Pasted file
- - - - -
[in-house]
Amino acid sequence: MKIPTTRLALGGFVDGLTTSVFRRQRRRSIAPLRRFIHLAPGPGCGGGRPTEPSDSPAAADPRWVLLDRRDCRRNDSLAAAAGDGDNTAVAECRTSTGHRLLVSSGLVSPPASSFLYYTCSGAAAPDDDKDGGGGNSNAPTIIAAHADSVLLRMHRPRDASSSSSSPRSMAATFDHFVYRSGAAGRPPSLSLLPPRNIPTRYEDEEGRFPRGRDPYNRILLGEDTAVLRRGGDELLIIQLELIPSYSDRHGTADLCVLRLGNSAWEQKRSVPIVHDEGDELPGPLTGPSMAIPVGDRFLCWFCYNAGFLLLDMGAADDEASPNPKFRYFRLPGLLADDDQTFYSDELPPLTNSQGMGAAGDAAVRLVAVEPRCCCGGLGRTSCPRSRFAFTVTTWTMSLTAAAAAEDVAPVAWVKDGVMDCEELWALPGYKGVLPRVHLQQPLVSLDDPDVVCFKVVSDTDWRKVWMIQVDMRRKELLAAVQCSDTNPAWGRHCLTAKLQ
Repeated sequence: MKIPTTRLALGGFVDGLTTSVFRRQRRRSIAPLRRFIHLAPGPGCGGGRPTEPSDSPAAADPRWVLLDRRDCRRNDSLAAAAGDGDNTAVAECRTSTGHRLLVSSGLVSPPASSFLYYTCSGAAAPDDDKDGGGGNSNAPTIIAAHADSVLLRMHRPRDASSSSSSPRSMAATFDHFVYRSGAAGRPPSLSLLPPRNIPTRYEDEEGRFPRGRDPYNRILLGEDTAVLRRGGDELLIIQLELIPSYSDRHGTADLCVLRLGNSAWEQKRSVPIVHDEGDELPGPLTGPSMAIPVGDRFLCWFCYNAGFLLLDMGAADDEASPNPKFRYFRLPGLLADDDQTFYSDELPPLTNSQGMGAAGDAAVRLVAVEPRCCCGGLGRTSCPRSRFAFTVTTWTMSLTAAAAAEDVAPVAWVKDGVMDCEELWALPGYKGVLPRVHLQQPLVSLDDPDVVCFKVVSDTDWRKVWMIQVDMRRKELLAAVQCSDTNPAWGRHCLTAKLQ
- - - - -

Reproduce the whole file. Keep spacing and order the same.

[in-house]
Amino acid sequence: MKIPTTRLALGGFVDGLTTSVFRRQRRRSIAPLRRFIHLAPGPGCGGGRPTEPSDSPAAADPRWVLLDRRDCRRNDSLAAAAGDGDNTAVAECRTSTGHRLLVSSGLVSPPASSFLYYTCSGAAAPDDDKDGGGGNSNAPTIIAAHADSVLLRMHRPRDASSSSSSPRSMAATFDHFVYRSGAAGRPPSLSLLPPRNIPTRYEDEEGRFPRGRDPYNRILLGEDTAVLRRGGDELLIIQLELIPSYSDRHGTADLCVLRLGNSAWEQKRSVPIVHDEGDELPGPLTGPSMAIPVGDRFLCWFCYNAGFLLLDMGAADDEASPNPKFRYFRLPGLLADDDQTFYSDELPPLTNSQGMGAAGDAAVRLVAVEPRCCCGGLGRTSCPRSRFAFTVTTWTMSLTAAAAAEDVAPVAWVKDGVMDCEELWALPGYKGVLPRVHLQQPLVSLDDPDVVCFKVVSDTDWRKVWMIQVDMRRKELLAAVQCSDTNPAWGRHCLTAKLQ
Repeated sequence: MKIPTTRLALGGFVDGLTTSVFRRQRRRSIAPLRRFIHLAPGPGCGGGRPTEPSDSPAAADPRWVLLDRRDCRRNDSLAAAAGDGDNTAVAECRTSTGHRLLVSSGLVSPPASSFLYYTCSGAAAPDDDKDGGGGNSNAPTIIAAHADSVLLRMHRPRDASSSSSSPRSMAATFDHFVYRSGAAGRPPSLSLLPPRNIPTRYEDEEGRFPRGRDPYNRILLGEDTAVLRRGGDELLIIQLELIPSYSDRHGTADLCVLRLGNSAWEQKRSVPIVHDEGDELPGPLTGPSMAIPVGDRFLCWFCYNAGFLLLDMGAADDEASPNPKFRYFRLPGLLADDDQTFYSDELPPLTNSQGMGAAGDAAVRLVAVEPRCCCGGLGRTSCPRSRFAFTVTTWTMSLTAAAAAEDVAPVAWVKDGVMDCEELWALPGYKGVLPRVHLQQPLVSLDDPDVVCFKVVSDTDWRKVWMIQVDMRRKELLAAVQCSDTNPAWGRHCLTAKLQ